There is no parole in the federal system, but if Mitchell receives a sentence of less than life, he could earn up to 54 days off a year for good behavior.
Mitchell, 57, will be incarcerated out of state since Utah has no federal prison.
The Federal Bureau of Prisons will decide where Mitchell will serve his time, taking into account factors including Mitchell's security requirements, staff supervision and medical care if Kimball orders him to undergo substance-abuse or mental-health treatment.
Kimball will rely in part on a presentence report available only to judges and attorneys that includes sentencing guidelines, but Kimball is not obligated to follow them.
Presentence reports typically contain details about the crime and its impact on the victim; the defendant's criminal and family history; his physical, mental and emotional health; his history of substance abuse; his education and work history; and his ability to pay any potential fines and restitution.
The judge will also review recommendations by prosecutors and defense attorneys.
Smart is expected to give a victim impact statement before Kimball imposes Mitchell's sentence, and is also expected to speak with reporters following the hearing outside the courthouse.
Her comments at sentencing will come in addition to the testimony she gave at Mitchell's five-week trial. Jurors said that Smart's composed testimony played a key role in their decision to convict Mitchell of taking a then 14-year-old Smart from her bedroom in June 2002 to make her a plural wife.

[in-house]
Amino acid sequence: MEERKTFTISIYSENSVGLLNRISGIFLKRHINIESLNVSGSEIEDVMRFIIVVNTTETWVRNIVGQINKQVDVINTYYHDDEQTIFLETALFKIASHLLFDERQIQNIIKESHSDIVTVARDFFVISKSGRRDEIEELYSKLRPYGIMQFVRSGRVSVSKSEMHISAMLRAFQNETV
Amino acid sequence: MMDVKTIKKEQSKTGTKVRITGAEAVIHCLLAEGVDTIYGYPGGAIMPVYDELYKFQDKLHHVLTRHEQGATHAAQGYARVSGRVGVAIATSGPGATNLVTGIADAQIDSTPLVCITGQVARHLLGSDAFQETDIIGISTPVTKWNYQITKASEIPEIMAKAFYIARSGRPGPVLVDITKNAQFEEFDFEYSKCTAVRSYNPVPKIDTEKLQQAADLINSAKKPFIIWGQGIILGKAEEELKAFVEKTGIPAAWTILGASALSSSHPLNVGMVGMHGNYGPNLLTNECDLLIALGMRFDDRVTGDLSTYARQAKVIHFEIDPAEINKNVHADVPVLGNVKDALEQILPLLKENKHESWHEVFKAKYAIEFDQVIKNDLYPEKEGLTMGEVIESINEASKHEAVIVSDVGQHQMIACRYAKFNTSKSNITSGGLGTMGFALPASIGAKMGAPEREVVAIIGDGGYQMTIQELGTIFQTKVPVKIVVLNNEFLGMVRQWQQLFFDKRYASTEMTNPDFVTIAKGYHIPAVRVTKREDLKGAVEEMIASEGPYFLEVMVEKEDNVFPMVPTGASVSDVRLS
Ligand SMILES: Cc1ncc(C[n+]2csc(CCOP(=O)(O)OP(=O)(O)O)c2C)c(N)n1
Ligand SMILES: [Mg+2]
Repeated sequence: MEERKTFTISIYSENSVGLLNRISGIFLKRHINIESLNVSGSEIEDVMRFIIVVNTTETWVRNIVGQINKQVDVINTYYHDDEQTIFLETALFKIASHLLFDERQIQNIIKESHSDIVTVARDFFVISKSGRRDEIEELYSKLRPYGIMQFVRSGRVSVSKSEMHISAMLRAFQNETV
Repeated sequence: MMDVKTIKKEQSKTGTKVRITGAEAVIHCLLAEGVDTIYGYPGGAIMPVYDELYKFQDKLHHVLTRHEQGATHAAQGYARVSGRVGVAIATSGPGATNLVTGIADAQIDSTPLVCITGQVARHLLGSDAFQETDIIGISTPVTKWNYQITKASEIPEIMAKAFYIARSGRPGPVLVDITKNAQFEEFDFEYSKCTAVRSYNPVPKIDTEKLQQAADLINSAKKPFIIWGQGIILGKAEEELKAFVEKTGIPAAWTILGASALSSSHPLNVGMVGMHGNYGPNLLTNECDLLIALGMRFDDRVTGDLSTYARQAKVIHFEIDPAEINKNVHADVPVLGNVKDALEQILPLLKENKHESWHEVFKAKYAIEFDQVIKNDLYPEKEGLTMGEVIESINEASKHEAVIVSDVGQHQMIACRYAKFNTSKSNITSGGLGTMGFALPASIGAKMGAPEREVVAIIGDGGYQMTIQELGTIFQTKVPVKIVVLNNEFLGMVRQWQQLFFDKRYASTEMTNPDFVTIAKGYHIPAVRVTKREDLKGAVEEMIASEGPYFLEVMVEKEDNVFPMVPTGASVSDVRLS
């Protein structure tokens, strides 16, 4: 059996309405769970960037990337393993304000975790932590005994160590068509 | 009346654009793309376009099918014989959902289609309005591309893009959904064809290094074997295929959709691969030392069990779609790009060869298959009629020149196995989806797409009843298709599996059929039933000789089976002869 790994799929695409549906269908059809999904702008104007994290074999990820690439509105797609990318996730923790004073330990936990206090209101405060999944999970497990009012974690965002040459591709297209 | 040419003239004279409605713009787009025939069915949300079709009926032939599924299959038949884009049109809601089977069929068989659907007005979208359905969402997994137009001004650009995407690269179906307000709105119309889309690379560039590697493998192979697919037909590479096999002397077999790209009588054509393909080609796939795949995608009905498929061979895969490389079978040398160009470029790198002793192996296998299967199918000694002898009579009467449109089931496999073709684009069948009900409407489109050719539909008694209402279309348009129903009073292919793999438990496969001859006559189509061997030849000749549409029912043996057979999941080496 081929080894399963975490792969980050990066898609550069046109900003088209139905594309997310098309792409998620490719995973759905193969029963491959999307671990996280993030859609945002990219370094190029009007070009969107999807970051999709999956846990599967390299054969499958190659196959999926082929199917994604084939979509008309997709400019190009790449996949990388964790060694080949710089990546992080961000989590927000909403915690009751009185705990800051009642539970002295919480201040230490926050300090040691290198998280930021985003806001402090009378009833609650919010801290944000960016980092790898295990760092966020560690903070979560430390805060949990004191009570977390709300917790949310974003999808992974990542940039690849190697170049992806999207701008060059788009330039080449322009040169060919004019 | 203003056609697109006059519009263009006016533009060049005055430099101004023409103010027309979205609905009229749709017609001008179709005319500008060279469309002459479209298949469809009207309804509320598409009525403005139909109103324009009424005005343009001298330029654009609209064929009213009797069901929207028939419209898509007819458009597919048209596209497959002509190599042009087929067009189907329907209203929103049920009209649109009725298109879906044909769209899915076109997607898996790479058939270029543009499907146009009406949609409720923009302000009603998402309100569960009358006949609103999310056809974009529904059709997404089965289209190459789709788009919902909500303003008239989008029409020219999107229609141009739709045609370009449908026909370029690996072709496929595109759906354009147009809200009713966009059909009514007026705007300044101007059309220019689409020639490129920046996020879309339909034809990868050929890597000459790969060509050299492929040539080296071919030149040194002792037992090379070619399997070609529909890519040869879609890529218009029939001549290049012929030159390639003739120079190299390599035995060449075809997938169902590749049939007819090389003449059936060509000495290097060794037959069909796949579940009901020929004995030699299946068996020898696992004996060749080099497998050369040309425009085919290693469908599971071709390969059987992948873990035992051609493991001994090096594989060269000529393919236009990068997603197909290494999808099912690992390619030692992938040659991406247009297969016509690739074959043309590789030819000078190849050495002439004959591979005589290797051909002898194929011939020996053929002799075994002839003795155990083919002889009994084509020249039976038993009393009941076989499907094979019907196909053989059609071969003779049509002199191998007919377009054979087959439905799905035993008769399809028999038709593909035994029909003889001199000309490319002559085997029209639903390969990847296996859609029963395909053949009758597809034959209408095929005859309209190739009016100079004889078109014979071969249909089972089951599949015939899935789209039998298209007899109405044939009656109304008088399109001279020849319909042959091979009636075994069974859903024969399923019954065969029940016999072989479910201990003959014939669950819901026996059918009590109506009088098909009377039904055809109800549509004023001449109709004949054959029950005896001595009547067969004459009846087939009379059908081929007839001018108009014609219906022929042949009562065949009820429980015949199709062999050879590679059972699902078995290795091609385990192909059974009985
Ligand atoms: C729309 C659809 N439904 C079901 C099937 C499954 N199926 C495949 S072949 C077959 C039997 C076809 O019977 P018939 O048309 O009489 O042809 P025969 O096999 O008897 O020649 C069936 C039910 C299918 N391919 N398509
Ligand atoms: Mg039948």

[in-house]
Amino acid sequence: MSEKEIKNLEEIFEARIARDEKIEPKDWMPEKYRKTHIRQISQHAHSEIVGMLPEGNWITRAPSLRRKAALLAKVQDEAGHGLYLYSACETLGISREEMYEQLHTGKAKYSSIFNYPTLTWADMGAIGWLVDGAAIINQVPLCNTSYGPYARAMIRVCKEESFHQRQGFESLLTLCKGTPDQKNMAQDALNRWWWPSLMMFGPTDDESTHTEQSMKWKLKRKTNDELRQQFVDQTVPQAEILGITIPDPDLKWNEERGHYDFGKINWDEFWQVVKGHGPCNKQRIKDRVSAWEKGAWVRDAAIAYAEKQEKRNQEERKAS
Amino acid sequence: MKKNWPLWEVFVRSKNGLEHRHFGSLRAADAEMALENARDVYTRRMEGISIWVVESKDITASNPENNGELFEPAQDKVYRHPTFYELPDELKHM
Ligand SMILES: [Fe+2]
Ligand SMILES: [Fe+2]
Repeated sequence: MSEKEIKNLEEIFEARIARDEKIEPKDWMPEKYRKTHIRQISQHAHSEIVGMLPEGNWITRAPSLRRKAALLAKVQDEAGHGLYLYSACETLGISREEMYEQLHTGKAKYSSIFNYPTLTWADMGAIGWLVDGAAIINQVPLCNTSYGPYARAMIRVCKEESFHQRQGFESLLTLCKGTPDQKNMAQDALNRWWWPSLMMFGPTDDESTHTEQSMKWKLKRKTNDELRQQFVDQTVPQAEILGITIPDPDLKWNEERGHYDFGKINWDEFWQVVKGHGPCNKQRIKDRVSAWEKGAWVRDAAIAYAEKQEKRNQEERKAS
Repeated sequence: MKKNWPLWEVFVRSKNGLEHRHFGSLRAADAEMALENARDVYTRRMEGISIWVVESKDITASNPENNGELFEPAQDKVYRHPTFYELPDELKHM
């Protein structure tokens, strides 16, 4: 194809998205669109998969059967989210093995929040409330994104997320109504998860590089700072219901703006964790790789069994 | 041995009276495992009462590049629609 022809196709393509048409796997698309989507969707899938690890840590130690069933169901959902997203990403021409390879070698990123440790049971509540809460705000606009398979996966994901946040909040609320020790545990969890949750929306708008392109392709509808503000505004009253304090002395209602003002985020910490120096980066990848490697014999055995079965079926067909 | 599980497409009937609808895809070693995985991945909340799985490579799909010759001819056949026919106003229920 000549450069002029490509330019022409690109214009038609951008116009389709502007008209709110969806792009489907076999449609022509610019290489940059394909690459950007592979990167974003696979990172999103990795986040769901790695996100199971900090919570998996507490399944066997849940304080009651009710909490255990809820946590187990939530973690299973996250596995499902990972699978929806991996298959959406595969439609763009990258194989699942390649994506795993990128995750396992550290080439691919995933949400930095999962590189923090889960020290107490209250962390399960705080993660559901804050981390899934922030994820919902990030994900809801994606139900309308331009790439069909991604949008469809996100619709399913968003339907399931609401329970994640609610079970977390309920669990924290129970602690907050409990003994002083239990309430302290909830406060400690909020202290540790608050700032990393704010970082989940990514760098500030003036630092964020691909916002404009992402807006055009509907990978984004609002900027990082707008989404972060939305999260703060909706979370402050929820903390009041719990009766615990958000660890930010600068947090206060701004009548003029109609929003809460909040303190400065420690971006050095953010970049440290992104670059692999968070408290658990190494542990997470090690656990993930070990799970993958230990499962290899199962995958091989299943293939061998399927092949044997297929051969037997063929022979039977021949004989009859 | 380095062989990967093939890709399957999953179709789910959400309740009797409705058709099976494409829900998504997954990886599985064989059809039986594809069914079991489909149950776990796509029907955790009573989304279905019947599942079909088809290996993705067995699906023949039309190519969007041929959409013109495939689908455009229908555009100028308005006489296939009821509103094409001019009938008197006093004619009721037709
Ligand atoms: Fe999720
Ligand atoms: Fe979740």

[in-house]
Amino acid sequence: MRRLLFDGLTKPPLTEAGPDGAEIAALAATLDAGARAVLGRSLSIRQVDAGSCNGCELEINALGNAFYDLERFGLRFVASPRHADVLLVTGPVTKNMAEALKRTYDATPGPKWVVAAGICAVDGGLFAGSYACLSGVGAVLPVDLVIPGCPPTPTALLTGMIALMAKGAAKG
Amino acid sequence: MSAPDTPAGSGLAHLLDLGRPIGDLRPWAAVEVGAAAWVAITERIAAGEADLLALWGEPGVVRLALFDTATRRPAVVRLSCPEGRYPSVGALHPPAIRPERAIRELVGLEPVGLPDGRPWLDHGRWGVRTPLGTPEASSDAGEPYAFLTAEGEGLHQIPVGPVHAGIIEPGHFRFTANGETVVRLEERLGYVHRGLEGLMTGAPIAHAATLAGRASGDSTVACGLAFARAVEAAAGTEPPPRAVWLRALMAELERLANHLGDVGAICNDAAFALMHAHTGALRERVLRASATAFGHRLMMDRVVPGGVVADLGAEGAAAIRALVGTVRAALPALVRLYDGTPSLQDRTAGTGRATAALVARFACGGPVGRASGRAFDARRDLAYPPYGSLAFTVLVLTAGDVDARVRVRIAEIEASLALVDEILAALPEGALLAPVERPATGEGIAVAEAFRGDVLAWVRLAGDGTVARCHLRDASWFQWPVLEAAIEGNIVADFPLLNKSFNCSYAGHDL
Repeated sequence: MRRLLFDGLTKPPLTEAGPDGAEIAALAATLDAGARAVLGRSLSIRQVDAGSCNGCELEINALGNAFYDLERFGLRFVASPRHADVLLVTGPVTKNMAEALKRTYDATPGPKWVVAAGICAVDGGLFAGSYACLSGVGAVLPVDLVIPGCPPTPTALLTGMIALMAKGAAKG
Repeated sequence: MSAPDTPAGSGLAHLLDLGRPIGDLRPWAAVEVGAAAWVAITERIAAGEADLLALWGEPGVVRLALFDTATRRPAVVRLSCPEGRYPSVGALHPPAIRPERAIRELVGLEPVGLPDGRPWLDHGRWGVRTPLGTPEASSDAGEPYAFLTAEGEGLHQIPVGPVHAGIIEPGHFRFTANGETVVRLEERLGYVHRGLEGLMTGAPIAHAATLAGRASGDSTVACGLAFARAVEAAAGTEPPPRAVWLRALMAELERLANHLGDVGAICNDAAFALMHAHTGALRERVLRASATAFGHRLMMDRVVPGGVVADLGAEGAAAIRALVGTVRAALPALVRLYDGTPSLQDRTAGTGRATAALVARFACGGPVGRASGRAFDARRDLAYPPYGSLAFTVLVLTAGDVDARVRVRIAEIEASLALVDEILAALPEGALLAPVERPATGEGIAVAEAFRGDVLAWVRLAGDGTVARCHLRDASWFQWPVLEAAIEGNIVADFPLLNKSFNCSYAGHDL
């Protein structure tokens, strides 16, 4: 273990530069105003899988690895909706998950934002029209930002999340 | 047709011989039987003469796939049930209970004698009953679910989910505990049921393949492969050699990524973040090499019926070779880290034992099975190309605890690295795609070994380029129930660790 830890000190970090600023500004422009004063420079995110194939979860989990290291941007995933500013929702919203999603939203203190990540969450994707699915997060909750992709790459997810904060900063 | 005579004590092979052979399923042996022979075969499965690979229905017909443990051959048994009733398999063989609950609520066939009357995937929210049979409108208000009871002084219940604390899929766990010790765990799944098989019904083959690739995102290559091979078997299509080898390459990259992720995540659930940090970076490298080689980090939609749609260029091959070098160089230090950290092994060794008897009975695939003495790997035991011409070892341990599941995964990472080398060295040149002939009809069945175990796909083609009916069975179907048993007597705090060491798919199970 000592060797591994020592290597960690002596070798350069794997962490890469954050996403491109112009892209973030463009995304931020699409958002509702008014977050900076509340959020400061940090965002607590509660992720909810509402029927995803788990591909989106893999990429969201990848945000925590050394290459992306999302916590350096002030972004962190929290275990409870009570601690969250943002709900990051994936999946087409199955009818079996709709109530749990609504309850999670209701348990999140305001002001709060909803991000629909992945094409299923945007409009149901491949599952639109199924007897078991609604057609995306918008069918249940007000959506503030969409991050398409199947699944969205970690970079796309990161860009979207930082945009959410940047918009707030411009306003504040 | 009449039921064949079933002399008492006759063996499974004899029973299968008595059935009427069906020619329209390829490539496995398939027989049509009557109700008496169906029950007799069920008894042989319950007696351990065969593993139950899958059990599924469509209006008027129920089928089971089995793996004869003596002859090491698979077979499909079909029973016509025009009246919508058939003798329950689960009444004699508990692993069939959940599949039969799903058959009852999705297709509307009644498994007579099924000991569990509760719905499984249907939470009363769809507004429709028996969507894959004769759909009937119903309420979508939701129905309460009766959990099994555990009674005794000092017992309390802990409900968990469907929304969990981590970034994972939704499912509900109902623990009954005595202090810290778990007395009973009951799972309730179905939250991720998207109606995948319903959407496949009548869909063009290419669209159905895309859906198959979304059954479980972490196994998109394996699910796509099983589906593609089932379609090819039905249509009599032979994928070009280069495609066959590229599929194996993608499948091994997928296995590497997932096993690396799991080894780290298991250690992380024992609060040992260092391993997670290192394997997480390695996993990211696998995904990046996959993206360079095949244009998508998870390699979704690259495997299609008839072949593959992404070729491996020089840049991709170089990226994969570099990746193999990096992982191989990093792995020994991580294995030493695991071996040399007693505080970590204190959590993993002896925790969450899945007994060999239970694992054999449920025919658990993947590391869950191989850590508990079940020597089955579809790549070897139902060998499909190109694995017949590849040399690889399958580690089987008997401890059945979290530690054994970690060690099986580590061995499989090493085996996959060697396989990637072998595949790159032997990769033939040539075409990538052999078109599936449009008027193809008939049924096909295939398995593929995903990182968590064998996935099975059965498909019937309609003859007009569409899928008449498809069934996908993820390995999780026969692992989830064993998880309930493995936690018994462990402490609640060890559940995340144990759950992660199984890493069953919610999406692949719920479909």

Smart, now 23, told jurors in detail about her nine months held in captivity by Mitchell and his wife, Wanda Eileen Barzee, during the course of a trial that concluded in December.
Smart recounted how Mitchell marched her at knifepoint to a mountain campsite above her Salt Lake City home, where he raped her almost daily. Smart, who was for a time tethered to the site by a steel cable, testified she had little opportunity for escape and that Mitchell threatened her family's lives if she tried. She said she was forced to watch Mitchell and Barzee engage in sexual activity and to smoke marijuana and cigarettes and drink alcohol.
"I felt like because [of] what he had done to me that I was marked, that I wasn't clean, wasn't pure, wasn't worth the same," she testified. "I felt like another person would never love me. Yeah, I felt like I could take the risk of being killed and try to escape."
But Smart told jurors she then realized her family would love her no matter what and gave up thoughts of escape as a survival strategy.
"I would survive and do everything he told me to do to keep my life and my family's life intact," she testified.
Later, the trio traveled to California, where Smart testified she feared she would not be found. Smart said she suggested a return to Utah, where Mitchell could find another teenaged girl to be a wife. She was rescued in March 2003 when the trio was spotted on a Sandy street.
While Smart's testimony was the most dramatic, much of the trial focused on dueling mental health experts.